The report balances a description of Gou's personal life and dedication to quality with his demanding reputation, noting that he "exhibits severity and kindness in the extreme." Building Foxconn from a minor parts manufacturing company selling channel knobs for black-and-white TVs to television manufacturers, Gou has aggressively expanded his capabilities over time to constantly win market share and customers while also working to secure its intellectual property in the face of stiff competition in the Asian electronics manufacturing industry.

Gou notes that he failed to handle the suicide issues well, not realizing that he had a problem on his hands until the crisis had begun to spiral out of control. The company has taken steps to address workers' health and happiness with new activities and support channels and has undertaken a major effort to build new factories closer to workers' native homes to keep them closer to their family networks. The effort will also allow Foxconn to do away with its "compounds" where employees live and work, offering them a degree of separation from work when they go home to housing and entertainment options provided by local governments rather than the company itself.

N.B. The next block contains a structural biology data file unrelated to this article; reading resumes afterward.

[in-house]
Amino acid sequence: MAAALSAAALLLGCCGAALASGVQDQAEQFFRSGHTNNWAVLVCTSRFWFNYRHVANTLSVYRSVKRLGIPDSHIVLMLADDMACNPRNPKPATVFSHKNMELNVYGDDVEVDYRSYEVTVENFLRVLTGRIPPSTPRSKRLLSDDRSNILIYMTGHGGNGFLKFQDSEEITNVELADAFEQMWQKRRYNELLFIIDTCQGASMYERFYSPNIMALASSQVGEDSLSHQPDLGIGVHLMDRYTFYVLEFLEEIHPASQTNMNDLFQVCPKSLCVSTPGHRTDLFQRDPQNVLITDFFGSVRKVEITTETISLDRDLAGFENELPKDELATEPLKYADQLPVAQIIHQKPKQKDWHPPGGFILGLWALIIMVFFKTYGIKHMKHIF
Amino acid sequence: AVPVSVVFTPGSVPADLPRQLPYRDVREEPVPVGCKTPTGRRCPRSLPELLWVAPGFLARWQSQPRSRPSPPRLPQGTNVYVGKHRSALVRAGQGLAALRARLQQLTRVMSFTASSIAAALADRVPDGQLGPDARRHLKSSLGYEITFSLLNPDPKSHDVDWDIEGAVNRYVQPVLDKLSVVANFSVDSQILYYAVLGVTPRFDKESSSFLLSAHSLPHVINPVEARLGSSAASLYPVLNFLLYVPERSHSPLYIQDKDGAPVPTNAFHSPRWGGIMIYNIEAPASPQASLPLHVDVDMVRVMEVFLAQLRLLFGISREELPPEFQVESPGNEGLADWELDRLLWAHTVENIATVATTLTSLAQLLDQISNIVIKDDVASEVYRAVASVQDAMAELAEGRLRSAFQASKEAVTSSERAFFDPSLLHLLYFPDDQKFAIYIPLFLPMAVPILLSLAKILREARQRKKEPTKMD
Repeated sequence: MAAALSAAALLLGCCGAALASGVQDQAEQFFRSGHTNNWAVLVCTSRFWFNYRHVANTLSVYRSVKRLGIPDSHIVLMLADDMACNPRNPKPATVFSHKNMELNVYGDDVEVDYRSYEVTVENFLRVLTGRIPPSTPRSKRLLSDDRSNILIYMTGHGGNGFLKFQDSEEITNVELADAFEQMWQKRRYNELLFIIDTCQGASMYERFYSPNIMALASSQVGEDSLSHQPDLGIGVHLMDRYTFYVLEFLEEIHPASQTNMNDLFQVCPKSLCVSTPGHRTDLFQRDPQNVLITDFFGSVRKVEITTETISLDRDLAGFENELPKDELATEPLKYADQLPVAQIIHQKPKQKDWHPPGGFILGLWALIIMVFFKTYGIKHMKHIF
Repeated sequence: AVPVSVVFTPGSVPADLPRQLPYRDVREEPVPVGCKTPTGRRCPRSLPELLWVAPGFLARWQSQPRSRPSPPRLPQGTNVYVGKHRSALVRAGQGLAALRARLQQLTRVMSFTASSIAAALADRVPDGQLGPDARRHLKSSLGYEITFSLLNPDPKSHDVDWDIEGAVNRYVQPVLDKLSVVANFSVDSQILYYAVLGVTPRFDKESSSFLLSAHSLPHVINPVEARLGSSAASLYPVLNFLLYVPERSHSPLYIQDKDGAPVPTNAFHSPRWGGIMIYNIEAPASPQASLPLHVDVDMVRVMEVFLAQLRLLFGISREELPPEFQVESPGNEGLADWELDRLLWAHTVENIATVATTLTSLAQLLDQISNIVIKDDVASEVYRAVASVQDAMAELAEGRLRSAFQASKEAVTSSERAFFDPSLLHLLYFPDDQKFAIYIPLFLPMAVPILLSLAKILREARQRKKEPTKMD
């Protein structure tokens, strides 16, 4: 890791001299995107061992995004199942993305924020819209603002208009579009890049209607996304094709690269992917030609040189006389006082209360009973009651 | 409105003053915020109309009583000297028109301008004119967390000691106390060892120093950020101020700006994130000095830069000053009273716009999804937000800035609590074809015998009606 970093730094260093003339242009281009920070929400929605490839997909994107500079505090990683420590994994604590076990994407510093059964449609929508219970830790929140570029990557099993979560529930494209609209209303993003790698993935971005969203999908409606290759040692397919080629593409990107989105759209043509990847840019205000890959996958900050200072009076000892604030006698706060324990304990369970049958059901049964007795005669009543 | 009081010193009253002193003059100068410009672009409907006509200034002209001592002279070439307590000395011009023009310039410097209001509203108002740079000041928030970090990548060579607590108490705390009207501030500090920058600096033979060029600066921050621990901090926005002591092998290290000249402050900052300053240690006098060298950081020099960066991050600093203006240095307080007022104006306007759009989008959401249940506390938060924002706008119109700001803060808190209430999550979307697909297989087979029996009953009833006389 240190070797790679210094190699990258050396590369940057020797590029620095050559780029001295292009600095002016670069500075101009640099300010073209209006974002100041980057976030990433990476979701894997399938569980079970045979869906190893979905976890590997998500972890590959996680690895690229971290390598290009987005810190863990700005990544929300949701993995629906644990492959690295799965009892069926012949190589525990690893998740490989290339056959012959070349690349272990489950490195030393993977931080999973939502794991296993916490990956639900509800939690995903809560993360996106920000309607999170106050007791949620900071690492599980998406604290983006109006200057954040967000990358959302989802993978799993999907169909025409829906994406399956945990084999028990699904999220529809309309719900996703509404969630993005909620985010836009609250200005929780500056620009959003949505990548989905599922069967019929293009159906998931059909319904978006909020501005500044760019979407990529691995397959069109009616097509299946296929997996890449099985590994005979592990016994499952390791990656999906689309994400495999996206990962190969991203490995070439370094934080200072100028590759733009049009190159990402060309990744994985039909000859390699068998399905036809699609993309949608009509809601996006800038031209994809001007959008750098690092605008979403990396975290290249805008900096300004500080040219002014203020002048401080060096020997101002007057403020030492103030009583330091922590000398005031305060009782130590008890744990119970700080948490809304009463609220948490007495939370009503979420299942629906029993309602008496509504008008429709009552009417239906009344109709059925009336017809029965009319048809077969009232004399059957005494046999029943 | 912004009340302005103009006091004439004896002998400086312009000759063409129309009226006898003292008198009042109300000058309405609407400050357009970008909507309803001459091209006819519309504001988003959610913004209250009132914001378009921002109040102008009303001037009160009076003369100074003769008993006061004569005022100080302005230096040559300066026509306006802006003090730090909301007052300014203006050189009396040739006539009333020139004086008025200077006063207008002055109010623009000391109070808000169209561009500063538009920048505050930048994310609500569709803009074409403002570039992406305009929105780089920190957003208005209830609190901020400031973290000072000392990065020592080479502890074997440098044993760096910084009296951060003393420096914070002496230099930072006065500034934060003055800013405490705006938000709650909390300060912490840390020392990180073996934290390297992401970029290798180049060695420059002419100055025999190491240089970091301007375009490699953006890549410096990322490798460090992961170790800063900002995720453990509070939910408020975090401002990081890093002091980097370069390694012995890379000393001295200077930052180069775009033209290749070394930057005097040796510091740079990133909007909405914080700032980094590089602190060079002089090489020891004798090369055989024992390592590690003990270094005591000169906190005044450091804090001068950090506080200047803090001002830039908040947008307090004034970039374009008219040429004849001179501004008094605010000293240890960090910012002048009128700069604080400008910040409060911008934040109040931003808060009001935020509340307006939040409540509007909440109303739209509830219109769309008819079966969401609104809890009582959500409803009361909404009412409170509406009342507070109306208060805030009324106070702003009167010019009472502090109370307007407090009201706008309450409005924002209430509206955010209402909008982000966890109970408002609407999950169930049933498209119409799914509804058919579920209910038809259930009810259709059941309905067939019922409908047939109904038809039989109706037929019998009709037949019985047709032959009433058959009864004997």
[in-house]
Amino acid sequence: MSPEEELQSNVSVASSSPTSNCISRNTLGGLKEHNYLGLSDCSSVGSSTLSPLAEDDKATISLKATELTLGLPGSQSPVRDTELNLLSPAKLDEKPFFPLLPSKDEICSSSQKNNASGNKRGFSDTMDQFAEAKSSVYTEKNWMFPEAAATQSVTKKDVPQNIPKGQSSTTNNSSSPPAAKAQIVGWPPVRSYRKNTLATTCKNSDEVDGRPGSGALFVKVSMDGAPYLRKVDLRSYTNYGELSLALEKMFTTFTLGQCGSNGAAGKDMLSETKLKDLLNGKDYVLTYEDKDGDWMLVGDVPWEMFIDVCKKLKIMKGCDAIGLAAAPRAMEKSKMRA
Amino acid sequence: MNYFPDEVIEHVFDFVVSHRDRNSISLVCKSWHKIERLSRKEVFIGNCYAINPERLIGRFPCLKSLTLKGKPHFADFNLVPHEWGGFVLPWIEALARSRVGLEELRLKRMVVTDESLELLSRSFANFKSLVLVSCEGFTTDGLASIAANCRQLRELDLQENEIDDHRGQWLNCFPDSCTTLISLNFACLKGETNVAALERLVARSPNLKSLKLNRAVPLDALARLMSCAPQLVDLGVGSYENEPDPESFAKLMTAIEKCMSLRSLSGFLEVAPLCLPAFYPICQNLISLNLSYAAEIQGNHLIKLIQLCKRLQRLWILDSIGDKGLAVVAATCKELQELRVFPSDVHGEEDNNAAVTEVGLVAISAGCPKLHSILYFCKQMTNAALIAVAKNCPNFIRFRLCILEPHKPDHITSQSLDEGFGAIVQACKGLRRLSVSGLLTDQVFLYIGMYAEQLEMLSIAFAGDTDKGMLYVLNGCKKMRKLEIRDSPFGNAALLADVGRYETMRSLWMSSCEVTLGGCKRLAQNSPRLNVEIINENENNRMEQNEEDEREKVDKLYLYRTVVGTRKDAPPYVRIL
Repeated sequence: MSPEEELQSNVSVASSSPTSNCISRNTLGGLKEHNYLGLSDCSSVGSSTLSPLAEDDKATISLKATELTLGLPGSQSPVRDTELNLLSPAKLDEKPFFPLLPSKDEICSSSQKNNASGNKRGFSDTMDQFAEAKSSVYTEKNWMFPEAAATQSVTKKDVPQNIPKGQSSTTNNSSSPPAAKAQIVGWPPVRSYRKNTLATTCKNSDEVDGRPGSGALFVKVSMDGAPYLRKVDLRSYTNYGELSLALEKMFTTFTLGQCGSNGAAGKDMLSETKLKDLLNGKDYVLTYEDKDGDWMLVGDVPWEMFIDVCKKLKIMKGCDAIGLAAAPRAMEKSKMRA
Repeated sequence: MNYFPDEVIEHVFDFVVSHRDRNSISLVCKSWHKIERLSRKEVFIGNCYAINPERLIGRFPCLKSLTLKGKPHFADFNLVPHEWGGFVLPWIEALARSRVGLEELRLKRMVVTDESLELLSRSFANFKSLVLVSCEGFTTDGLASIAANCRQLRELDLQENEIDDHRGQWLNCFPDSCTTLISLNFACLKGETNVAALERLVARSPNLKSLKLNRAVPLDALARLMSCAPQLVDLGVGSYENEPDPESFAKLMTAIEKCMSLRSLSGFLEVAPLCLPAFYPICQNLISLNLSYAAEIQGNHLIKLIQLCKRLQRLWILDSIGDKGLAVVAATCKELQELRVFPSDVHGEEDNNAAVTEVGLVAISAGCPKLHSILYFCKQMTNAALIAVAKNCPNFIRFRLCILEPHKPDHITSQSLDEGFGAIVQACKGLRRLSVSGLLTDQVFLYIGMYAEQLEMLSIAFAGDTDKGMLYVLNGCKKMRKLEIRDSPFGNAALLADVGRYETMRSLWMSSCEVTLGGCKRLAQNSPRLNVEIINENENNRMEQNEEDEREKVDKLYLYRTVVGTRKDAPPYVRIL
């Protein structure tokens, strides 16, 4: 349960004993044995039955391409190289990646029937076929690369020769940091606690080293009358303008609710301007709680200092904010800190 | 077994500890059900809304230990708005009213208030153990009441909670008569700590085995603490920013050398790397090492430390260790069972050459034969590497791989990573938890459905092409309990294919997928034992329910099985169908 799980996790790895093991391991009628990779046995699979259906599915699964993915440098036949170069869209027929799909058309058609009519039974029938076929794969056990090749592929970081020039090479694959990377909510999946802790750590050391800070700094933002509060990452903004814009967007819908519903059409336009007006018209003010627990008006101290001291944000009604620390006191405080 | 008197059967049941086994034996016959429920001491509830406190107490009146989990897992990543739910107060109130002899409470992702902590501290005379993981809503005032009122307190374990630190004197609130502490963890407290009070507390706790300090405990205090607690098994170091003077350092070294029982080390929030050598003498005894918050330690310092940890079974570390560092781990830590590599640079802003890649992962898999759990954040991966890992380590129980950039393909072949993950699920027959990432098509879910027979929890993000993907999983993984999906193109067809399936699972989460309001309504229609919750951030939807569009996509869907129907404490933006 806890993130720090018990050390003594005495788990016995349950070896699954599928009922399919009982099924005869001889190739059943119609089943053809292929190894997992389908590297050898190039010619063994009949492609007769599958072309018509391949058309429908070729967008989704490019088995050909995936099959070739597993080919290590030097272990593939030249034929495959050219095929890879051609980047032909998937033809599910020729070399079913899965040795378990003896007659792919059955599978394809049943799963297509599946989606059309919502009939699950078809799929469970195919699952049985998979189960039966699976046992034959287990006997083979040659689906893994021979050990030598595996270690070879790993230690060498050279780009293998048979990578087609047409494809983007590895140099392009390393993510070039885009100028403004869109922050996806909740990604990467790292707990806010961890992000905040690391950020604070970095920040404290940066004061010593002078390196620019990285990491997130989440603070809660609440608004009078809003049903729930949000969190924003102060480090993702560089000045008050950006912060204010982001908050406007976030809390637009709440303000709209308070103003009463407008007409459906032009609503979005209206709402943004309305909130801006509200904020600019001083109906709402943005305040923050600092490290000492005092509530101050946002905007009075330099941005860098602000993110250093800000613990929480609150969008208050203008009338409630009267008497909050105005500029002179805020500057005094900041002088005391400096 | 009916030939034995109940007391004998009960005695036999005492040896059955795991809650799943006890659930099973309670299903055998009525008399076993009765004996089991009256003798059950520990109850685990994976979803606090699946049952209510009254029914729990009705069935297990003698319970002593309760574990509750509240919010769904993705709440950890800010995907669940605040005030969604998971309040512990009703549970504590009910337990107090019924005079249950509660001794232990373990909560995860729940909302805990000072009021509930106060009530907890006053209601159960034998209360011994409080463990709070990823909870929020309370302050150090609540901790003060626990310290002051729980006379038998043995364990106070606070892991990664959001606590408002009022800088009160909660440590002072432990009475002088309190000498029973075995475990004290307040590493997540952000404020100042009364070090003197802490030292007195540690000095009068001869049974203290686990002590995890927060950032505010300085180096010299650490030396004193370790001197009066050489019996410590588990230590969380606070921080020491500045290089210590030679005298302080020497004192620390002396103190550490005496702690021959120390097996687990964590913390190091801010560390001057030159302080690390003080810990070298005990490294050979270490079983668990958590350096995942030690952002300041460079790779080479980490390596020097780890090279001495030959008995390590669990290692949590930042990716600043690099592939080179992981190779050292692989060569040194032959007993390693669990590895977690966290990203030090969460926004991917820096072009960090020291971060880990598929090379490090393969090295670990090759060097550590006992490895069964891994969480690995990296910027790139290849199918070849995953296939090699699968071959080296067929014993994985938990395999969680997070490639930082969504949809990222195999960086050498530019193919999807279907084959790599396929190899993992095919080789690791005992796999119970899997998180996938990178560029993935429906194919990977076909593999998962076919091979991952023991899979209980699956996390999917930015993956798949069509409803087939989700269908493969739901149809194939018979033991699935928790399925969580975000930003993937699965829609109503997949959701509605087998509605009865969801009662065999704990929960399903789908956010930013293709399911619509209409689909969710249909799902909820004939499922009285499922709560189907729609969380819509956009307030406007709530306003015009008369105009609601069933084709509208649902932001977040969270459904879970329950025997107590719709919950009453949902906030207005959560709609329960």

The report concludes by nothing that Gou remains ambitious in his expansion plans, hoping to target the U.S. to expand production there beyond the current 1,000-employee facility outside Houston. Regardless of its future expansion plans, Foxconn appears to be maintaining a close relationship with Apple and is likely to continue being a major piece of Apple's manufacturing pipeline.